Charles Doskow

La Verne Law Professor Speaks at Mississippi College Law Symposium

Anxiety over what could happen can be strong enough to obscure proven results. Charles Doskow, Dean Emeritus and Professor of Law at the University of La Verne College of Law, believes such is the case with proposals that would allow ownership of law firms by non-lawyers, a subject he discussed at the Ethics 20/20 Symposium recently hosted by Mississippi College School of Law.

Held March 1 in Jackson, Miss., the symposium brought together legal professionals, educators and students to look at changes to the American Bar Association’s Model Rules of Professional Responsibility proposed by the ABA’s 20/20 Commission. Created in 2009, the Commission was charged with conducting a thorough review of the ABA Model Rules of Professional Conduct and the United States system of lawyer regulation in the context of advances in technology and global legal practice developments.

The symposium, sponsored by Mississippi College Law Review, explored the implications of the Commission’s proposals, examining their impact on both the practitioner and the profession. Topics included potential reforms affecting attorney/client confidentiality, the lawyer’s use of technology, and alternate litigation financing.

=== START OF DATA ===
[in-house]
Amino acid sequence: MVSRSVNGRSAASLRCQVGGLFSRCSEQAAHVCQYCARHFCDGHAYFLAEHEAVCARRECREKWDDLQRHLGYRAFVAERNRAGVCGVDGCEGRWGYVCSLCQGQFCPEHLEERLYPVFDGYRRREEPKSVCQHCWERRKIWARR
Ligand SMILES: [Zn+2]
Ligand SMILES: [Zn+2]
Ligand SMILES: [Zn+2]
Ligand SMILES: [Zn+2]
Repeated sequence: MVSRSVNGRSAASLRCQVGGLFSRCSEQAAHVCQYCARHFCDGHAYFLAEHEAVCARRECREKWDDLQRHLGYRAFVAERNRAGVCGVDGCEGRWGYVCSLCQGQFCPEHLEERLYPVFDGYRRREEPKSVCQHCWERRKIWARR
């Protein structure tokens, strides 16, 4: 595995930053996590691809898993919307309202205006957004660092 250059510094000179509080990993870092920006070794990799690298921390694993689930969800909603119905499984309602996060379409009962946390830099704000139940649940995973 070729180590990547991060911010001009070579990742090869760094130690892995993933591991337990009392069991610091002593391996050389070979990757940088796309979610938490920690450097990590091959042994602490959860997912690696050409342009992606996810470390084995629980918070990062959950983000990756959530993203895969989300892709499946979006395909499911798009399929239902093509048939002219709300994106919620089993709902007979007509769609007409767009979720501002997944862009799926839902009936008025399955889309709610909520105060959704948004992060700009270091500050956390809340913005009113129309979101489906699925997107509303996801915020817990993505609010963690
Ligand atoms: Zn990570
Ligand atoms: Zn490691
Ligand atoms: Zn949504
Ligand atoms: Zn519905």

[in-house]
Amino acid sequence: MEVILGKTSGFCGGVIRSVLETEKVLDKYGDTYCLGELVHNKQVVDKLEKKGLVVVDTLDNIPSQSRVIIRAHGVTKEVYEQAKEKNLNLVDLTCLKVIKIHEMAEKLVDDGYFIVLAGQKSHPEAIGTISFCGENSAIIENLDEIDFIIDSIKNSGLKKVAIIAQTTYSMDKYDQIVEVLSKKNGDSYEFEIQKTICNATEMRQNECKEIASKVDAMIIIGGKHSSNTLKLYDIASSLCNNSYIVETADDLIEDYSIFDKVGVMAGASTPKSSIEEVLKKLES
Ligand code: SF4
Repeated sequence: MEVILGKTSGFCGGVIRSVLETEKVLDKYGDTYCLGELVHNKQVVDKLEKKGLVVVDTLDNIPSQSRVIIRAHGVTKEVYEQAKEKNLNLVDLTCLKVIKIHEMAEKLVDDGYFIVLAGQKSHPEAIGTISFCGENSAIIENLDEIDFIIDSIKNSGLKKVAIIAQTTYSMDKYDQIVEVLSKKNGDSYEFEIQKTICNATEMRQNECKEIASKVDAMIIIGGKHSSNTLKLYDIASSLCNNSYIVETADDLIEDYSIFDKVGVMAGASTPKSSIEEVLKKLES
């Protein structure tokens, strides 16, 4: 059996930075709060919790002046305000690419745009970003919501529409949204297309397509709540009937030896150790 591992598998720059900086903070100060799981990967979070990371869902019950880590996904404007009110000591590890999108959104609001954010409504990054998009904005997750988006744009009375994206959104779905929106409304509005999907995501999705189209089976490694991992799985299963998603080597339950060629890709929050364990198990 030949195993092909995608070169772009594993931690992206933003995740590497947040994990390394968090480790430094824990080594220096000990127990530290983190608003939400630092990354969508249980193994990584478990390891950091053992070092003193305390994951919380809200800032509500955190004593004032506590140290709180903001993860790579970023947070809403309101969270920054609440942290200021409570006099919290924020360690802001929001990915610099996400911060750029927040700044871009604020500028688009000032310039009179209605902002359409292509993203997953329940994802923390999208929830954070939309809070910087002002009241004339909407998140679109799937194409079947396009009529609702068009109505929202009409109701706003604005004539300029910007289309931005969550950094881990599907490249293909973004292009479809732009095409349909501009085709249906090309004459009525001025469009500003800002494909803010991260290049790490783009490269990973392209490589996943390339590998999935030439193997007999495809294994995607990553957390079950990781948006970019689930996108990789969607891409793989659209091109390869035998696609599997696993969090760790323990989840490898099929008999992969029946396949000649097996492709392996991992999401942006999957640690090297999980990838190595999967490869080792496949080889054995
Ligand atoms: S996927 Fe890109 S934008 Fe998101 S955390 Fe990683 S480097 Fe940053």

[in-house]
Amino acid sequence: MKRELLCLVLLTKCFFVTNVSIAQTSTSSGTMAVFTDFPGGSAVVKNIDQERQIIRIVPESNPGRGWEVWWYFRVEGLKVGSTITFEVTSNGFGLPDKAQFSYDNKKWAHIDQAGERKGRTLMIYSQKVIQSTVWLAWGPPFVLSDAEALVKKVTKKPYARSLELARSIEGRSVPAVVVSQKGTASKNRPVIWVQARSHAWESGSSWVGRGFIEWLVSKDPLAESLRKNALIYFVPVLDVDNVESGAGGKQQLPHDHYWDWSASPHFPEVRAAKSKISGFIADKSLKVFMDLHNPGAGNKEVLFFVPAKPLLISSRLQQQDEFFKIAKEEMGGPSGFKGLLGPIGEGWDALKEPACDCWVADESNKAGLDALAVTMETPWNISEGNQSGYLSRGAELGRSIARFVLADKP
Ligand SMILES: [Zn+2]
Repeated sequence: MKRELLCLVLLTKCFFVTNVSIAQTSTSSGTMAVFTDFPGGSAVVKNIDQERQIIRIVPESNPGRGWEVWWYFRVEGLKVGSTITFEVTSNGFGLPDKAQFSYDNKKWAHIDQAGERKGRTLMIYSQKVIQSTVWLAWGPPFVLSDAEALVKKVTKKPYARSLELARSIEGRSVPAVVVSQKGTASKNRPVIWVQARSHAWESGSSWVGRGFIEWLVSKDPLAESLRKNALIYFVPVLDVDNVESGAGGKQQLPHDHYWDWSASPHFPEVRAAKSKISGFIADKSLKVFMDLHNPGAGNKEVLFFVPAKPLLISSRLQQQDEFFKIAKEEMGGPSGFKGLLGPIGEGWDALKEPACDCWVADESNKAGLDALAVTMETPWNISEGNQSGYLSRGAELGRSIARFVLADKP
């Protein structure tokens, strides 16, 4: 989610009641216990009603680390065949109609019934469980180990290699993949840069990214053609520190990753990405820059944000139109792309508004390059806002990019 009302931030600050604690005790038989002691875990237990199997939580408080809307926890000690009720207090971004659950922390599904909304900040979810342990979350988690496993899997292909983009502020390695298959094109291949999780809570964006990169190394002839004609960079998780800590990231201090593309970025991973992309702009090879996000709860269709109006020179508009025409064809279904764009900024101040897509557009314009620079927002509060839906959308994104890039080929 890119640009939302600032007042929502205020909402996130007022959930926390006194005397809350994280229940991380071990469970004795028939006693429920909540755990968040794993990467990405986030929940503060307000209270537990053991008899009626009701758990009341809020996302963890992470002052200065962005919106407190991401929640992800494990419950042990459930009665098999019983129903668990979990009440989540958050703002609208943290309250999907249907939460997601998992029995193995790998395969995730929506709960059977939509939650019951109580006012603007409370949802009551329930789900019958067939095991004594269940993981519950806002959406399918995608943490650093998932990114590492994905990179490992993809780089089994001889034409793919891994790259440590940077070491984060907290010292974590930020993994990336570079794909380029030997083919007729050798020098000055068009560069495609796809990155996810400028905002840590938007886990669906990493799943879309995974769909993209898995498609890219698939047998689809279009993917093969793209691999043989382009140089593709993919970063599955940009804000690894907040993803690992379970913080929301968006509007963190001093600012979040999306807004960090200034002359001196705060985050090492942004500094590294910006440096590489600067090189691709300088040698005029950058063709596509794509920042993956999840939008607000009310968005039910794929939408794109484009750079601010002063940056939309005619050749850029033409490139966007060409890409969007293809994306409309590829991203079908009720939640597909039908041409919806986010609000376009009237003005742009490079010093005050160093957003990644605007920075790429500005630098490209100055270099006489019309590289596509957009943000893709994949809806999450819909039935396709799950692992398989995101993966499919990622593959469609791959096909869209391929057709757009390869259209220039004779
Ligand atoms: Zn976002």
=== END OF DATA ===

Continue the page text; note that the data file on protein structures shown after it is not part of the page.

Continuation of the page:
Doskow was part of a panel featuring teachers of professional responsibility. Also taking part on the panel were professors at the law schools of the University of Oklahoma, George Mason University, and the University of Louisville.

During his session, Doskow discussed proposals to allow the ownership of law firms by non-lawyers, proposals prohibited by ABA rules but recently authorized in Australia and Great Britain.

“The issue of whether non-lawyers can own any interest in a law practice is sure to emerge again in the future, despite the American Bar Association’s refusal to consider any change in current regulations that ban such an arrangement,” said Doskow. “The experience of the District of Columbia, as well as those of Australia and Great Britain, demonstrates that the feared consequences of such ownership are greatly exaggerated, if not fanciful.”

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